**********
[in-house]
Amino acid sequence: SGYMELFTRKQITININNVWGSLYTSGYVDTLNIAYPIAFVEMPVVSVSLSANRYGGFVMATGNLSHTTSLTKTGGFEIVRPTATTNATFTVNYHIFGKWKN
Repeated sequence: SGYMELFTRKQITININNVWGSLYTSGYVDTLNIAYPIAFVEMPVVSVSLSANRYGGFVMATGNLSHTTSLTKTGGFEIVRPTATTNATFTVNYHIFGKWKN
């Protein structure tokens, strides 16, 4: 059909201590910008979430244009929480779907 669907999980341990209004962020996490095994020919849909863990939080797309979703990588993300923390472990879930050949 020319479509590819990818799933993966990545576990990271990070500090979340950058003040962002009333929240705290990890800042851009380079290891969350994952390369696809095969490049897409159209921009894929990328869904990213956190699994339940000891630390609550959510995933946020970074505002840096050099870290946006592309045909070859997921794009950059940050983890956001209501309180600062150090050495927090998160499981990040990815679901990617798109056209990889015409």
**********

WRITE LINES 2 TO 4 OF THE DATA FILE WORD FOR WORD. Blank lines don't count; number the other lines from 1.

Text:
Amino acid sequence: SGYMELFTRKQITININNVWGSLYTSGYVDTLNIAYPIAFVEMPVVSVSLSANRYGGFVMATGNLSHTTSLTKTGGFEIVRPTATTNATFTVNYHIFGKWKN
Repeated sequence: SGYMELFTRKQITININNVWGSLYTSGYVDTLNIAYPIAFVEMPVVSVSLSANRYGGFVMATGNLSHTTSLTKTGGFEIVRPTATTNATFTVNYHIFGKWKN
């Protein structure tokens, strides 16, 4: 059909201590910008979430244009929480779907 669907999980341990209004962020996490095994020919849909863990939080797309979703990588993300923390472990879930050949 020319479509590819990818799933993966990545576990990271990070500090979340950058003040962002009333929240705290990890800042851009380079290891969350994952390369696809095969490049897409159209921009894929990328869904990213956190699994339940000891630390609550959510995933946020970074505002840096050099870290946006592309045909070859997921794009950059940050983890956001209501309180600062150090050495927090998160499981990040990815679901990617798109056209990889015409």